The shooting options alone could fill an entire spec sheet. The G6 has Stitch Assist, Movie, Portrait, Landscape, and Night Scene modes; automatic, program AE, aperture- and shutter-priority, and manual exposure; exposure bracketing; and Vivid, Neutral, Low Sharpening, Sepia, and Black And White effects settings. You can also customise combinations of contrast, sharpness, and saturation. There's even focus bracketing, which we rarely see. In addition to automatic white balance, you get presets for taking photos in daylight, in cloudy conditions, under tungsten and two types of fluorescent lights, and with the flash. You also have two menu slots in which to save manual white-balance settings.
Exposure assists include a built-in neutral-density filter for very bright scenes or for decreasing exposures to allow slow shutter speeds, exposure and flash compensation, and three metering options. You can even selectively tie the metering to the frame's centre or the centre of the movable focus area.
You can save both JPEG and raw files, and you can even opt to change from JPEG to raw after you've taken a shot. Though Canon ups the movie capabilities to include 30 seconds of 15fps VGA video with mono sound in addition to three-minute movies at either 320x240 or 160x120 resolution, Canon is falling far behind the curve for shooting movies. There's basic in-camera editing, and you can also annotate images with voice captions during playback. If you prefer time-lapse photography to 15fps video, the intervalometer lets you schedule up to 100 pictures snapped at intervals ranging from one minute to an hour.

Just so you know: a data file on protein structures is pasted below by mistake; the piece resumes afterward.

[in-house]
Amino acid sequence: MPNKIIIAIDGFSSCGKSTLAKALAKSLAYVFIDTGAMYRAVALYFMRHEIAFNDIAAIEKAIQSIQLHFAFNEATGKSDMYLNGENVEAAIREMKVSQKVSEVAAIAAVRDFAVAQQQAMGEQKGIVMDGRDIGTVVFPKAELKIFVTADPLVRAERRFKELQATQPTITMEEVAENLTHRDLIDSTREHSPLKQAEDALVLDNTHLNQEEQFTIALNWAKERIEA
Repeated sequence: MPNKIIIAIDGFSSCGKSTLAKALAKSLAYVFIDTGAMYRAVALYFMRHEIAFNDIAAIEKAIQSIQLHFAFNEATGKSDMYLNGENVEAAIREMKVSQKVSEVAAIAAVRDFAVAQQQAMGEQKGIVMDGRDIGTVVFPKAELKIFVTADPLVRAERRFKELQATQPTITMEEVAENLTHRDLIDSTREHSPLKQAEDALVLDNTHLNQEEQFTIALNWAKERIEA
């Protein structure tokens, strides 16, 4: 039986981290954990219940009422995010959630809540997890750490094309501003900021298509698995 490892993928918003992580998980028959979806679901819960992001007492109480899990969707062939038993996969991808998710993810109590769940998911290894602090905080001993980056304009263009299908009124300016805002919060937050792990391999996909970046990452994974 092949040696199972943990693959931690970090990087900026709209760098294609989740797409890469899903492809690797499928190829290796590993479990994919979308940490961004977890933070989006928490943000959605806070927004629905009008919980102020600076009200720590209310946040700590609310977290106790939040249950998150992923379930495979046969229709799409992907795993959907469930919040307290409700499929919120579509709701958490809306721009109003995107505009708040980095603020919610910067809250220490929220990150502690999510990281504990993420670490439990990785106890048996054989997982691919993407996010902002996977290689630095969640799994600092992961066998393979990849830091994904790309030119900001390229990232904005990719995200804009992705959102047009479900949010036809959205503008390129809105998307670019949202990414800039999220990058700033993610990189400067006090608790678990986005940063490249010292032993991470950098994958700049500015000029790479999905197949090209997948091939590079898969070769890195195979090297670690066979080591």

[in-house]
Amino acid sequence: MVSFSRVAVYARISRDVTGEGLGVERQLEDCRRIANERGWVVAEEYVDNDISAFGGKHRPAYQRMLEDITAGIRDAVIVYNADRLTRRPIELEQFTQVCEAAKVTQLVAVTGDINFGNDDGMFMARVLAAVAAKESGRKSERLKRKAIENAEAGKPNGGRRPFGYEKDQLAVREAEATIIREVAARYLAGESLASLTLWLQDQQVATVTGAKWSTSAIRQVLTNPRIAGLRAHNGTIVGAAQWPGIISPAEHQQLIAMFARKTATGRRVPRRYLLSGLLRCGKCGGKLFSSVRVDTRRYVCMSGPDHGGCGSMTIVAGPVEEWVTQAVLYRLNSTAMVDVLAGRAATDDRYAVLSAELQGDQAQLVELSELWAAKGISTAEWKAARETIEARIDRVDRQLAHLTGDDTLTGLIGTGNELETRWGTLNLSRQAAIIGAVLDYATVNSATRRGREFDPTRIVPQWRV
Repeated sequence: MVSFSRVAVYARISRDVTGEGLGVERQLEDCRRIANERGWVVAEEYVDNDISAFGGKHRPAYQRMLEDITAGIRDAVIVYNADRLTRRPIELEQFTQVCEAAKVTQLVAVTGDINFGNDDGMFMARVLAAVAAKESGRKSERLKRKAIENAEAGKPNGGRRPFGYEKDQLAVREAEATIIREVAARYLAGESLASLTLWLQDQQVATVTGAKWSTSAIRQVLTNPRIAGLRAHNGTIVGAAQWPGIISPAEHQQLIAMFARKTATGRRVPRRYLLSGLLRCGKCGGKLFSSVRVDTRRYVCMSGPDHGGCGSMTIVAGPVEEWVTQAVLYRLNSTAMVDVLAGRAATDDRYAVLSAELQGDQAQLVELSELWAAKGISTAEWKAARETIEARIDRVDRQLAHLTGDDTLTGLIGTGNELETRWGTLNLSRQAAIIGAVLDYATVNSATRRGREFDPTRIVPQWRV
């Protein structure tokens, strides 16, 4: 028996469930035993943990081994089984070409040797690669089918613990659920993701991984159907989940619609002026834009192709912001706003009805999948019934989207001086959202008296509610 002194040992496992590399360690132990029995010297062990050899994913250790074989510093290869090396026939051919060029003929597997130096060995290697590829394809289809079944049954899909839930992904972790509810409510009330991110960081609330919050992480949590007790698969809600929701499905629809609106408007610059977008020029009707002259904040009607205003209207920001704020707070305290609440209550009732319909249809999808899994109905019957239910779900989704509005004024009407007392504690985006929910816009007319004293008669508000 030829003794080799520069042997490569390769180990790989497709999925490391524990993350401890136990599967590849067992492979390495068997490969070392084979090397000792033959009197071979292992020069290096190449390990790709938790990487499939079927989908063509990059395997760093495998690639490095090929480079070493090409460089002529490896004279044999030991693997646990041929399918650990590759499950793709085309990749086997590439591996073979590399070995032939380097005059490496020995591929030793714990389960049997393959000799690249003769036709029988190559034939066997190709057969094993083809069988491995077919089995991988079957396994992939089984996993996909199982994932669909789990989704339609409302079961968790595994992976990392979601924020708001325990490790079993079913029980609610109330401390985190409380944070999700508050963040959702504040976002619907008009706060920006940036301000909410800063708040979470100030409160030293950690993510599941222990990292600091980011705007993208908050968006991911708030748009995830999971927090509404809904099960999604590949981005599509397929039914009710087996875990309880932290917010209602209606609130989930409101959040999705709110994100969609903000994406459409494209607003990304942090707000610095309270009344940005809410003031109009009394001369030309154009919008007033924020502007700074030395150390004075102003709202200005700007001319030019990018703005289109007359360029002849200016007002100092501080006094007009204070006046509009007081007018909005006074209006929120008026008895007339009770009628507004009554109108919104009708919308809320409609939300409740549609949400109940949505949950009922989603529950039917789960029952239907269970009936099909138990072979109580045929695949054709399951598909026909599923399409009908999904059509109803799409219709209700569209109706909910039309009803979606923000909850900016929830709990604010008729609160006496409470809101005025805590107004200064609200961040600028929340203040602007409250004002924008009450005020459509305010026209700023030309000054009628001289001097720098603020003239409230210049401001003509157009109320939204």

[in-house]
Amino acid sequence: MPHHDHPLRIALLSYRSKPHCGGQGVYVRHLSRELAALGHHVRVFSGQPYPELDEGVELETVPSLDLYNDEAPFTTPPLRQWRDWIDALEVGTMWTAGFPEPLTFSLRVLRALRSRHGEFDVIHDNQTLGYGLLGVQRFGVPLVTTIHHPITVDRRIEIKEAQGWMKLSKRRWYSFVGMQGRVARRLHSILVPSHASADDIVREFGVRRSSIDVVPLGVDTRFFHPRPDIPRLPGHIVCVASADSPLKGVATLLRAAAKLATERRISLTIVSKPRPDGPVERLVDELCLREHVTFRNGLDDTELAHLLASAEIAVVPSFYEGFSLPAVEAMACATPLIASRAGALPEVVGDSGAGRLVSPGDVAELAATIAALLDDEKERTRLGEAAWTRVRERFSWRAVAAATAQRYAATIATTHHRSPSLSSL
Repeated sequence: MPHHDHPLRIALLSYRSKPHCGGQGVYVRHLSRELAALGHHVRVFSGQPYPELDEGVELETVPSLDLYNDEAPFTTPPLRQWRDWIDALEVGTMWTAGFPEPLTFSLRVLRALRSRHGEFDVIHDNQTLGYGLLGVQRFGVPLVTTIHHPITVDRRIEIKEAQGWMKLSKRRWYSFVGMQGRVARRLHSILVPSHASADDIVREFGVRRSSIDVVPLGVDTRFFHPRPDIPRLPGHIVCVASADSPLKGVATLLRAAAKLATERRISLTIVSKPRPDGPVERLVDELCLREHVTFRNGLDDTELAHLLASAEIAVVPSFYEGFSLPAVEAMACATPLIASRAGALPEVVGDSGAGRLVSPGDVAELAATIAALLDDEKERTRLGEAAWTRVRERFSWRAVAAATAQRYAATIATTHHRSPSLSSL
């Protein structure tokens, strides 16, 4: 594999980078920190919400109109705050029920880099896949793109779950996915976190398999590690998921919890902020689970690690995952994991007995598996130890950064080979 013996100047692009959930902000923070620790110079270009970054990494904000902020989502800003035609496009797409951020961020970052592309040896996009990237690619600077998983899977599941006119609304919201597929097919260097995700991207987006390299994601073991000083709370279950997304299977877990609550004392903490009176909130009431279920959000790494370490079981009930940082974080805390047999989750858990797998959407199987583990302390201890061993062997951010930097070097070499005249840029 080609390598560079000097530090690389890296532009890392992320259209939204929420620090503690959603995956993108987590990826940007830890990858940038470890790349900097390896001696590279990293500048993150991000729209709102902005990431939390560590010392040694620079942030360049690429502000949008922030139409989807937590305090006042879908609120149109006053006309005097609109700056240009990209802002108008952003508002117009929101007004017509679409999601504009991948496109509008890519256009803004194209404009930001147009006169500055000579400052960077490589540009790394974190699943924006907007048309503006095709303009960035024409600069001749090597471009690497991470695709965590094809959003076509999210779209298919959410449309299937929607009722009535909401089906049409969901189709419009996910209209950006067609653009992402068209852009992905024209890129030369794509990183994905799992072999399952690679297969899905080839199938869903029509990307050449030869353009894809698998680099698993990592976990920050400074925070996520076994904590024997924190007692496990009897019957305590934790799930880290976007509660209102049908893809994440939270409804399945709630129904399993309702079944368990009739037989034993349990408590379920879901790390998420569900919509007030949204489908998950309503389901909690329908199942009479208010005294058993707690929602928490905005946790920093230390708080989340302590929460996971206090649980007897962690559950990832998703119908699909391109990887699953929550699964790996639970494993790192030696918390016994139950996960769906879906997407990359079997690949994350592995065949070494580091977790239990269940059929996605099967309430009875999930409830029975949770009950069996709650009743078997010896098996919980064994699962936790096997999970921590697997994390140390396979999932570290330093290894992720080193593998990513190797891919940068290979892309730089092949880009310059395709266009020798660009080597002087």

With a couple of notable exceptions, I found the Canon PowerShot G6's performance comparatively run-of-the-mill for an enthusiast model. Since this camera houses Canon's first-generation Digic processor, however, I confess I'm not surprised. It takes about 3 seconds to wake up and snap the first shot -- good but not stellar. The camera imposes a shutter lag of about 0.8 to 0.9 second, depending upon scene contrast. That's not bad for digital cameras overall, but many competing 7- and 8-megapixel models manage to drop lag to a half-second or lower. It's certainly not speedy enough to keep up with a curious cat trying to poke his nose at the lens. Likewise, it takes 2 to 3 seconds from one shot to the next, not quite up to the speed of the competition. One bright spot: it takes only about 2 seconds to shoot consecutive raw files, which makes this one of the zippier models for raw shooting. Using the G6's ultra-high-speed burst mode, the camera can shoot both raw and high-quality JPEG images at 1.7fps; the buffer can handle 5 or 12 sequential frames, respectively.
Measured in seconds (shorter is better)
||Raw shot-to-shot time||
||Shutter lag (low contrast)||
||Shutter lag (typical)||
||Time to first shot|
Measured in frames per second (longer is better)
||Minimum continuous-shooting speed||
||Maximum continuous-shooting speed|